Becoming new parents increases produce purchases

Philadelphia, July 8, 2019 – In the United States, both children and adults eat too few fruits and vegetables, which puts them at risk for poor diet quality and adverse health consequences. A new study in the Journal of Nutrition Education and Behavior, published by Elsevier, found new parents increased their spending on produce in middle- and high-income households.

Interview: Although adult food preferences are considered relatively stable, major life events such as becoming parents may serve as a cue to behavior. Betsy Q. Cliff talks about a new study conducted at the University of Michigan that found that new parents increased their spending on produce in middle- and high-income households. The authors recommend further support to help low-income new parents increase produce as a part of their families’ diet.

A home-based weight management program benefits both children and parents

Philadelphia, June 6, 2019 – Obese children are four times more likely to become obese adults making childhood obesity a significant health threat. A new study in the Journal of Nutrition Education and Behavior, published by Elsevier, found the Developing Relationships that Include Values of Eating and Exercise (DRIVE) curriculum mitigated weight gain in at-risk children as well as prompting their parents to lose weight.


Teaching children to eat healthy: Repetition is the key

Philadelphia, May 8, 2019 – Early childhood is a critical period for establishing healthy eating behaviors, yet many preschoolers in the United States are not meeting dietary recommendations. A new study in the Journal of Nutrition Education and Behavior, published by Elsevier, found repeated opportunities for children to become familiar with the food without pressure helped them understand the benefits of healthy eating and increased consumption

Interview: Jane Lanigan, PhD, presents a new study that shows that child-centered nutrition phrases encourage healthy eating, especially when introducing new foods. Repeated opportunities for children to become familiar with the foods without pressure helped them understand the benefits of healthy eating and increased consumption.

Online tool encourages healthy weight gain during pregnancy

Philadelphia, April 8, 2019 – Excessive weight gain during pregnancy increases the risk of obesity in both mothers and babies. To avoid dangerous gestational weight gain, it is important to identify effective tools for behavior change. A new study appearing in the Journal of Nutrition Education and Behavior, published by Elsevier, found online diet goal-setting helped women achieve healthy weight gain if they started the study with a normal body weight, but it was not effective for women with a higher body mass index (BMI).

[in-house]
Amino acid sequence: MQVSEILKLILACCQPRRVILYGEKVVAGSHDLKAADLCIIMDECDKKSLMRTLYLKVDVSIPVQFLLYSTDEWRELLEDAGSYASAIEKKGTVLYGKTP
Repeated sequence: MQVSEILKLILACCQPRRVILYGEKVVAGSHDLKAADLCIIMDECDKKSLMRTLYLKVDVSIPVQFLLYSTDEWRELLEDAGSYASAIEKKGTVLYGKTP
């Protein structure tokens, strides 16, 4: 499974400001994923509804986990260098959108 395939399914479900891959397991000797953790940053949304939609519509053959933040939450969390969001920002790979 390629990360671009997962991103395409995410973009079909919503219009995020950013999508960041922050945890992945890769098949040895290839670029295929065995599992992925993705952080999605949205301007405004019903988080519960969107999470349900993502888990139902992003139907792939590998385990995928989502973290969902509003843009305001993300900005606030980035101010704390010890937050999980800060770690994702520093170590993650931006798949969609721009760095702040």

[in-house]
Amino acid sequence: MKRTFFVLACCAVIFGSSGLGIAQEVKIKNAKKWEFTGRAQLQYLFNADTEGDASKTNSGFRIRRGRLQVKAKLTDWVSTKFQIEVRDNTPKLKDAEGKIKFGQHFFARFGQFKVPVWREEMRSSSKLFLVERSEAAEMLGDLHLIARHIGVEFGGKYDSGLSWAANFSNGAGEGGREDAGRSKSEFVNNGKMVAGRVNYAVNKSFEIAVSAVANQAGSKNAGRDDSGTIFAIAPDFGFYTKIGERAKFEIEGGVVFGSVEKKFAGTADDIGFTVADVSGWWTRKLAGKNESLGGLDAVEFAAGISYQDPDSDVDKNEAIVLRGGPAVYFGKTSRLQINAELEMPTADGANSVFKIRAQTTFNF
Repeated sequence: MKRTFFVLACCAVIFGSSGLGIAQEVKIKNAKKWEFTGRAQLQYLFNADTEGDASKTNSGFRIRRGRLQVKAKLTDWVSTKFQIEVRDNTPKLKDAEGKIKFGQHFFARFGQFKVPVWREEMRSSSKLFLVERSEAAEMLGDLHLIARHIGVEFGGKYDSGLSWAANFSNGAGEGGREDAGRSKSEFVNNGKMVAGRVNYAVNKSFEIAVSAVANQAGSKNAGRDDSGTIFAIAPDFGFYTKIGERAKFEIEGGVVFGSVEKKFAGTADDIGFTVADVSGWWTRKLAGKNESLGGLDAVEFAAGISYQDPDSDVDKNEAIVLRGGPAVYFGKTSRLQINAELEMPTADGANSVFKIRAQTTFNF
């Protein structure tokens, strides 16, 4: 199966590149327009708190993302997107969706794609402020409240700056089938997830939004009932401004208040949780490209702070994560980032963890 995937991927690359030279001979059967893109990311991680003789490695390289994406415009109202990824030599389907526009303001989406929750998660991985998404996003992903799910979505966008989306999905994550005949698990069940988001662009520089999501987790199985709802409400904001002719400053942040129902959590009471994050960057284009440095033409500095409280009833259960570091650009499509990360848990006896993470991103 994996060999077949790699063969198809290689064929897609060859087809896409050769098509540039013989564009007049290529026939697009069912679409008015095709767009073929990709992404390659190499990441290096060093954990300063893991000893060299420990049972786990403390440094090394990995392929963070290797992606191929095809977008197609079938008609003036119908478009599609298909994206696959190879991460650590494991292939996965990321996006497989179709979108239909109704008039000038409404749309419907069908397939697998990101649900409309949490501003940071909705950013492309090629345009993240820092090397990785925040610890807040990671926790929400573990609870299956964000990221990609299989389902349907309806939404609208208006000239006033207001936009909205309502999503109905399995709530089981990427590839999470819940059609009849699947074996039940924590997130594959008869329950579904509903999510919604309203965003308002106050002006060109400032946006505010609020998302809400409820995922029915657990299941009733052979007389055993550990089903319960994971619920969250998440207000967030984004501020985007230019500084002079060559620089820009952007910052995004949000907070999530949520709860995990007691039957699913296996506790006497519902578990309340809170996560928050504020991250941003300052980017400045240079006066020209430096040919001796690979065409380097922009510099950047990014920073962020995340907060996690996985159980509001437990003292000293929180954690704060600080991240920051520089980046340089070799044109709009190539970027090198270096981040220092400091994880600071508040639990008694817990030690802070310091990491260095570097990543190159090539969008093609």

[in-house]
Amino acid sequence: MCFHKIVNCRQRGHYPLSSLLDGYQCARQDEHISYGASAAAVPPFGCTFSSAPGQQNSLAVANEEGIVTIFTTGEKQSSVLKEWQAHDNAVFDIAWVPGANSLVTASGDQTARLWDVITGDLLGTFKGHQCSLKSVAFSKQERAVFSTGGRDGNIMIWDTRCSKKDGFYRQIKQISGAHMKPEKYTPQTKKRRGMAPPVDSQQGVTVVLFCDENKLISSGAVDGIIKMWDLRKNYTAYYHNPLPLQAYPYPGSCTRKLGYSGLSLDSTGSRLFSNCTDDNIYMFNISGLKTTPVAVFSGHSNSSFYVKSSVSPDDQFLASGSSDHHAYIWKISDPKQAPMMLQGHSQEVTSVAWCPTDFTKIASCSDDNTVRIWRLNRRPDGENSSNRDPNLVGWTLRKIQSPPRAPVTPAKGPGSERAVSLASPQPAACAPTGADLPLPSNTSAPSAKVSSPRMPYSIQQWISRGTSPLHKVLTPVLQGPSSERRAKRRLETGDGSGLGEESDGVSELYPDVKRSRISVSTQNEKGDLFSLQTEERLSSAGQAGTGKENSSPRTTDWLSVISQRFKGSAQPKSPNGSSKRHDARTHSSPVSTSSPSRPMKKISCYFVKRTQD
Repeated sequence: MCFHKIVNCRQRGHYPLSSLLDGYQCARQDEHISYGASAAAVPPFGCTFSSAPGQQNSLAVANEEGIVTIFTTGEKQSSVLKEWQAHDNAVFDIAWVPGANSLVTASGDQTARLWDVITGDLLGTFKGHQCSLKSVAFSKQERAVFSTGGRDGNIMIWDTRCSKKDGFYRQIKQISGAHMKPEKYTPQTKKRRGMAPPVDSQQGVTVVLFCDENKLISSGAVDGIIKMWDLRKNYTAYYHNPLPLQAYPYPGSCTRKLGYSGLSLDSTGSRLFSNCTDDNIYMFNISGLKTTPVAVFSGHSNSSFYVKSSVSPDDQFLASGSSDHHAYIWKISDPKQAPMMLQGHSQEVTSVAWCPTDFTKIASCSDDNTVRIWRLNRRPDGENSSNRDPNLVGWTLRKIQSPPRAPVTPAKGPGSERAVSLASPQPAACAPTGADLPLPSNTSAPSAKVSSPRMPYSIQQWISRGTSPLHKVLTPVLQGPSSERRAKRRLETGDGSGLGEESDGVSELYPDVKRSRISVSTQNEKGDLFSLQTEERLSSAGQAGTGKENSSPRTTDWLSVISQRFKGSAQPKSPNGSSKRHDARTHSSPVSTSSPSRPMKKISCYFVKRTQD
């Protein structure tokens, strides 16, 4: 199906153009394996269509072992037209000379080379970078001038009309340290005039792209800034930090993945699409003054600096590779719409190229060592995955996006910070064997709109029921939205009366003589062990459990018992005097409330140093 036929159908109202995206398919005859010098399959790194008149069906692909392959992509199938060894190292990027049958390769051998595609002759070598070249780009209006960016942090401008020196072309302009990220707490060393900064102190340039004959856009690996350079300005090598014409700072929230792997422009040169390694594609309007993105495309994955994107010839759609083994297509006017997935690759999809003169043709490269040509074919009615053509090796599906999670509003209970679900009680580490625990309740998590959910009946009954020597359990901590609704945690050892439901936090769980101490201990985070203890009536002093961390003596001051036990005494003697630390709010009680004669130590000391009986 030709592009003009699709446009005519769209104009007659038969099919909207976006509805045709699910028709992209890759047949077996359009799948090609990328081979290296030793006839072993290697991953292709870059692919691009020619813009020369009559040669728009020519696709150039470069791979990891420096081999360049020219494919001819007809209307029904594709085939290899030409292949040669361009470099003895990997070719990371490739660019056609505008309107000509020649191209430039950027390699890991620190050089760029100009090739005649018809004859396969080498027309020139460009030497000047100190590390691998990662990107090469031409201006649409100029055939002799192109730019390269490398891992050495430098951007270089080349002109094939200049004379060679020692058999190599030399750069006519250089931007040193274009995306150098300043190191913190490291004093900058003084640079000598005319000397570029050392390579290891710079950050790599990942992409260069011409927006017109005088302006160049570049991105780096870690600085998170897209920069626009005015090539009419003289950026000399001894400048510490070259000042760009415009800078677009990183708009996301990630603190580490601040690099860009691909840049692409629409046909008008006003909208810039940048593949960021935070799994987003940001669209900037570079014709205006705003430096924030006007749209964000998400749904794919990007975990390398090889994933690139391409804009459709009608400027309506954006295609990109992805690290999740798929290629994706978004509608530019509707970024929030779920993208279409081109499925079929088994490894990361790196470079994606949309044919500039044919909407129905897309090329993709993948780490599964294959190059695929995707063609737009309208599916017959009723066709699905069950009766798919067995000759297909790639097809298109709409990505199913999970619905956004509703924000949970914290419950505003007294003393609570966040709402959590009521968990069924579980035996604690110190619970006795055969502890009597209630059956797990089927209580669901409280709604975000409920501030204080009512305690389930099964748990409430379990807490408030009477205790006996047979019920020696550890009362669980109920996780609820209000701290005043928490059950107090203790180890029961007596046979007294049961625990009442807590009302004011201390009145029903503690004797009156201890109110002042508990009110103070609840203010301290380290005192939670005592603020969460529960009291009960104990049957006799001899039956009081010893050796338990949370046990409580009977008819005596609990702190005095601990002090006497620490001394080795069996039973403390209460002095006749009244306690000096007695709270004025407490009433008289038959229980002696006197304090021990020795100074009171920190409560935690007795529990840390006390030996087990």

Interview: Christine M. Olson, PhD, discusses a new study that found online diet goal-setting helped pregnant women achieve healthy weight gain if they started the study with a normal body weight, but it was not effective for women with a higher BMI.

Eating healthy on a limited budget is possible

Philadelphia, March 6, 2019 – The affordability of healthy food is often cited as a barrier to low income families eating nutritious meals. A new study published in the Journal of Nutrition Education and Behavior found that with menu planning and access to stores selling items in bulk, the average daily cost for serving healthy meals to a family of four was $25 in 2010 dollars. This cost was consistent with the US Department of Agriculture (USDA) low-income cost of food meal plan, but higher than the cost of the USDA Thrifty Food Plan. The Thrifty Food Plan is the meal plan used by the USDA to determine food assistance benefits

Interview: Karen M. Jetter, PhD, talks about a new study that determined that families living in low-income households could create meals that meet the USDA dietary guidelines presented in MyPlate nutrition education materials.

Grocery-store based nutrition education improves eating habits

Philadelphia, February 11, 2019 – Hypertension affects over 60 million adults in the United States and less than half have their condition under control. A new study published in the Journal of Nutrition Education and Behavior found that grocery store−based nutrition counseling was effective in changing dietary habits of patients being treated for hypertension.

Interview: Rosanna P. Watowicz, PhD, RDN, LD, discusses a successful patient-centered medical neighborhood model in which nutrition education for patients with hypertension was offered at the grocery store, reinforcing dietary changes in the environment where food decisions are made.